As I preach to the choir, I can only say that now I get it. Marriage that is. If those words are true, “two people become something greater than they once were,” then damn… I’m glad I’m on that list. I’m glad everyone, regardless of who and how they love, now has the right to be on that list. The extreme intimacy of this union can be enjoyed by all, making the power of finding the right person to join in this partnership infinitely greater. Who you argue with for the rest of your life should not be limited to heterosexuals.
With that being said, marriage becomes more about the person you choose to be with rather than the sexual orientation you identify with. This begs the question, will the divorce rate go up or down?
Doesn’t matter what the cake topper looks like #lovewins
June 23, 2015 § Leave a comment
In my little girl head, underneath my pigtails, I wasn’t dreaming of my wedding day. I can’t say I had large expectations for it at all. When my life really did come down to it, the decisions were overwhelming, the etiquette was suffocating, and the true meaning lost. I hadn’t dreamed of a big wedding, but I was given the job to plan one. I had my wedding bucks and I might as well spend them.Little girl forced portrait. Thank you Pintrest.
Mister Red and I wanted to elope a few years ago, but my mother had other plans. She wanted the wedding she had been dreaming of since I was a little girl. Fair enough, I supposed. I know I sound like a spoiled brat for turing up my nose at a wedding fund my parents had saved my entire life. I know I’m a horrible person for not keeping my mouth shut about it. I can only explain that I am old enough to know the importance of that kind of cash and poor enough to know exactly what I would have done with it. None the less, technically it was their money, and they could spend it however they wanted to. So let’s throw ridiculous party and sign legal papers on the same day!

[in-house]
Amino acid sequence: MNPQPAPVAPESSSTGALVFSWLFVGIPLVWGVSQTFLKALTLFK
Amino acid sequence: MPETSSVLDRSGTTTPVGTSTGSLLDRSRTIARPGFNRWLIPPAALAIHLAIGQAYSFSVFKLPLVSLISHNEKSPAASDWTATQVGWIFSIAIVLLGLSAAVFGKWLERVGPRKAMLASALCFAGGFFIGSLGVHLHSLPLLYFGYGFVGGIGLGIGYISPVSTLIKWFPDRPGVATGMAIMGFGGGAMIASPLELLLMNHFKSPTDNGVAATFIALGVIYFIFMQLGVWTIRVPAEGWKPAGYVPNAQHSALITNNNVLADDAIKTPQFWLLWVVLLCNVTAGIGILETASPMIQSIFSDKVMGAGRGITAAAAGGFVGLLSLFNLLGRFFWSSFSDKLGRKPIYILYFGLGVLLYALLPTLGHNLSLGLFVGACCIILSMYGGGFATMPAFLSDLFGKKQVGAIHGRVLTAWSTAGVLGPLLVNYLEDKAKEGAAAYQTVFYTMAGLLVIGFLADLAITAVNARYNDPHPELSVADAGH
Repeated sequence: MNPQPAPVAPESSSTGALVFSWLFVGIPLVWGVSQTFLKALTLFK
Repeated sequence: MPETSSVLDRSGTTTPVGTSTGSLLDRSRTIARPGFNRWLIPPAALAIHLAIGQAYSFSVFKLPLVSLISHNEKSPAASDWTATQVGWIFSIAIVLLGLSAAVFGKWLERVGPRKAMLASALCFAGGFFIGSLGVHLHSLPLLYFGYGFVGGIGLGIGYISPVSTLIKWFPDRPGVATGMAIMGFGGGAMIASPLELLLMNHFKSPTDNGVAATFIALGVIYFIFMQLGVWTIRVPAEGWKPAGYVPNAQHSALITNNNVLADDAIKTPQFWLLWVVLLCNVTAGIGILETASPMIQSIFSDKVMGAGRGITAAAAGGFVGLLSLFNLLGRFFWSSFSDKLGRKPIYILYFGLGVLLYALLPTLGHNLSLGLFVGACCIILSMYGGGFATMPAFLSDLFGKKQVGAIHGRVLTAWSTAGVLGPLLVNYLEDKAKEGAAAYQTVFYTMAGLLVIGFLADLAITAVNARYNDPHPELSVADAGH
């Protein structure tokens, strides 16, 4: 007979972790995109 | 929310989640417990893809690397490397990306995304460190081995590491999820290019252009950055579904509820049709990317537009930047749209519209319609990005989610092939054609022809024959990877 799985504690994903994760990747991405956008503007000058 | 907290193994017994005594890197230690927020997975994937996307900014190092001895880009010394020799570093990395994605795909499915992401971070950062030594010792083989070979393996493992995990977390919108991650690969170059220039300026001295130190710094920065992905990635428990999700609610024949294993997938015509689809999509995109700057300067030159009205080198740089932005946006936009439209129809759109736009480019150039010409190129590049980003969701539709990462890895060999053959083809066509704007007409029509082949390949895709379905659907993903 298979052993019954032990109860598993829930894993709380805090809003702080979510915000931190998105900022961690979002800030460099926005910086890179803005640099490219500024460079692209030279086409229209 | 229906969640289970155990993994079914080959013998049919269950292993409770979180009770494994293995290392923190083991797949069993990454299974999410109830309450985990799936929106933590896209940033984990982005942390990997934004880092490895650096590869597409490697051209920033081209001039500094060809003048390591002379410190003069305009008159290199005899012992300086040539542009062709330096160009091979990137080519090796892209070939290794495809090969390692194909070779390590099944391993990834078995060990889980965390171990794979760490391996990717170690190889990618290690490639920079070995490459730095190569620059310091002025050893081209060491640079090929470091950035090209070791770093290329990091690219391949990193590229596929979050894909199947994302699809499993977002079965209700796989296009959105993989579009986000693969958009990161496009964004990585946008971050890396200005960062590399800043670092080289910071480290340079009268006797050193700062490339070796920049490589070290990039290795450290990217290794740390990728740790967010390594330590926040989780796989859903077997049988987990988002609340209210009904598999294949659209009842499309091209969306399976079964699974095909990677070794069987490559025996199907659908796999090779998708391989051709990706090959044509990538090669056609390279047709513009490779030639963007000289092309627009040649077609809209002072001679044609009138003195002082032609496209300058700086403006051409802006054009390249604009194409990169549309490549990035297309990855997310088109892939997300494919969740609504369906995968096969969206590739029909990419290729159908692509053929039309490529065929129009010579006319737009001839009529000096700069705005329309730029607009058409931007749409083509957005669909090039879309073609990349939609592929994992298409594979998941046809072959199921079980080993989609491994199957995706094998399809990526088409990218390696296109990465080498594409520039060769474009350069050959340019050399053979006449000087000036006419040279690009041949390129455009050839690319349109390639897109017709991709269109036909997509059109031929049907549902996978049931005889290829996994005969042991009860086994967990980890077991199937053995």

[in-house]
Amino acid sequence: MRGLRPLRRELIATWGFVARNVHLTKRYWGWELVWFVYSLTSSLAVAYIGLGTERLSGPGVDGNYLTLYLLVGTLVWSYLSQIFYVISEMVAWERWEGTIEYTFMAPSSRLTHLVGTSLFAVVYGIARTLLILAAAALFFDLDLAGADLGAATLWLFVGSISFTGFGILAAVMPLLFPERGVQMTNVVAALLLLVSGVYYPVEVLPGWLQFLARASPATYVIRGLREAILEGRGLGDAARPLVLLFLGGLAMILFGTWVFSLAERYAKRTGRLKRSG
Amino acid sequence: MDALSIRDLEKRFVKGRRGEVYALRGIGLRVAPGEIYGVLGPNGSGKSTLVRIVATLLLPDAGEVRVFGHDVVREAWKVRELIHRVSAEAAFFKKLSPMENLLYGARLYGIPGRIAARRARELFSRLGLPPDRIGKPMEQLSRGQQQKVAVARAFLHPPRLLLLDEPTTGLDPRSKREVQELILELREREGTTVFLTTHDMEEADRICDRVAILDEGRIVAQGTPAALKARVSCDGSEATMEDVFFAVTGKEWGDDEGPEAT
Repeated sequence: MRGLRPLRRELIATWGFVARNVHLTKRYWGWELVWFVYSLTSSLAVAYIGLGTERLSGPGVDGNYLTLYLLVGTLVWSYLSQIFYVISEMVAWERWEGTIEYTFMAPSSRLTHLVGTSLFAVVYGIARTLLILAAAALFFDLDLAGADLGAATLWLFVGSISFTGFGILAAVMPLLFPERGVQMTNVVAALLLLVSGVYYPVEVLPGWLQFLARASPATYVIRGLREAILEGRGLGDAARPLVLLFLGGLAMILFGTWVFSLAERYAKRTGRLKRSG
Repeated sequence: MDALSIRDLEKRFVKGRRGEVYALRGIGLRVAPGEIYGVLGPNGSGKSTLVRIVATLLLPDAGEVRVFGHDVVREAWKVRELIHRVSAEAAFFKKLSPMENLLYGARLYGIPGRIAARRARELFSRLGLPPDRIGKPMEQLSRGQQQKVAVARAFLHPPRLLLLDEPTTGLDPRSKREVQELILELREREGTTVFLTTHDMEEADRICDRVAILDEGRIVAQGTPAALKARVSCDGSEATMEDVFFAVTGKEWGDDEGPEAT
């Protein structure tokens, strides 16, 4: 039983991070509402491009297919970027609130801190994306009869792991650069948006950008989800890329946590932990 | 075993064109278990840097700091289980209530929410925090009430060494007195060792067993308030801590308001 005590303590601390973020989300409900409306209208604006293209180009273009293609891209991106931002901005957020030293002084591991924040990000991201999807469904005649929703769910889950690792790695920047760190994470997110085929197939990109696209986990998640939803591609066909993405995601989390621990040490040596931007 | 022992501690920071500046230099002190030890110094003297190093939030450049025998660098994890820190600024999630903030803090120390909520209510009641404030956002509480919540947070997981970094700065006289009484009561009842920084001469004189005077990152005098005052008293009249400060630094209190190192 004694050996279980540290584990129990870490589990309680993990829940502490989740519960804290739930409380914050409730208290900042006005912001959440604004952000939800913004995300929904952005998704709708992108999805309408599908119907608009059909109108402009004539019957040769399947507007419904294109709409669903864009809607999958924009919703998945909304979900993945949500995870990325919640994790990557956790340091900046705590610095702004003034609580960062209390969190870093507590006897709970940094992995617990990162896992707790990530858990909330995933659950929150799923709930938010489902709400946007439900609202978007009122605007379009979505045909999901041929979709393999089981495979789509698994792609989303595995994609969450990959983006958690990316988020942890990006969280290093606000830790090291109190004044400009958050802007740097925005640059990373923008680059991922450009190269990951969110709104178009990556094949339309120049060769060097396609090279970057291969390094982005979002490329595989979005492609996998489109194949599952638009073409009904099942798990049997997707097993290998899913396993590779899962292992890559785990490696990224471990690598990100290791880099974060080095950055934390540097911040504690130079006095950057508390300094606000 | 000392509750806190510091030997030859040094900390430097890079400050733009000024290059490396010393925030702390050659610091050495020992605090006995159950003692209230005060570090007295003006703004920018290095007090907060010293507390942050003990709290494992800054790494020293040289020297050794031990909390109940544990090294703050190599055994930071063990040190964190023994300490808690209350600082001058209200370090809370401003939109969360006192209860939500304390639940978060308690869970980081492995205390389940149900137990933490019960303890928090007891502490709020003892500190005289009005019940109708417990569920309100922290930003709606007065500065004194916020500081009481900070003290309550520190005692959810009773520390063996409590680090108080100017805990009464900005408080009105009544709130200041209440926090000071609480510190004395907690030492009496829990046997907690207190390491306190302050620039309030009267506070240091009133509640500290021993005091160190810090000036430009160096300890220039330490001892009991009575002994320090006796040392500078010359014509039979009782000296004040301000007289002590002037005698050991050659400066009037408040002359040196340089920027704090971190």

As we were first planning, I took control. I’m a TV producer, I got pre-production in the bag. I knew exactly how to eek every cent of value out of the event and it started with schedule. This wedding was going to start on time.
Oh there were, nay-sayers.
“Weddings never start on time.”
“I will be shocked if yours is the first wedding to start on time.”
“Every wedding I’ve ever been to started late.”
“Weddings don’t start on time anyway.”
Um… mine does.
Tick Tock, til the bride drinks.
I was considering the cost of the venue. I’m not about to waste 10 mins of open bar at $36 per head because I wanted to reapply my lipstick or get one more bridal portrait. No, I’m paying the professional photographers to capture over 2000 pictures on the fly, I’m sure one of those will be good enough.
Everyone you hire is a professional. Well, except for the coordinator. Venue coordinators must have a turnover rate higher than the McDonalds Drive Thru window. We went through three coordinators at the same venue in less than six months. I knew more about the job than they did. We did ask talented friends to help out, not expecting that they would be more professional than the coordinator. Professionals deliver, friends deliver. You learn quickly who to trust.
Starting a wedding on time meant setting a schedule and sticking to it. I sent my PDF to key players and referenced it often. I buffered just enough time in case we ran behind, we could make it up in other areas. Then I put someone in charge of keeping us on time. I think that person is key. They have one job. I also started to spread the word among the guests that we were starting at 6pm and WILL be the only wedding they probably ever attend that starts on time.
Even though I hadn’t day dreamed the details of my wedding, my expectations became clear. I only had two (well, three if you want to count my groom showing up). One, start on time. Two, don’t waste any money on stupid shit that didn’t reflect the celebration we wanted to throw.
In agreement to party down til death.
We shaved an hour of photography cost by omitting the “getting ready” portraits. I really don’t need to be photographed professional in my underwear or without makeup. To cut down on time and so my family could enjoy the cocktail hour they were paying for, we did formal portraits before the ceremony. Mister Red and I did a first look and exchanged private vows. Okay, full disclosure it was a Top Ten Letterman List and it was mostly jokes. By doing so we cut our grief in half because I didn’t have to stay hidden from him or anyone else (I’m not into theatrics), and we cut our ceremony down to about 10-15mins, AND we spared everyone from our annoying humor and inside jokes (for the most part).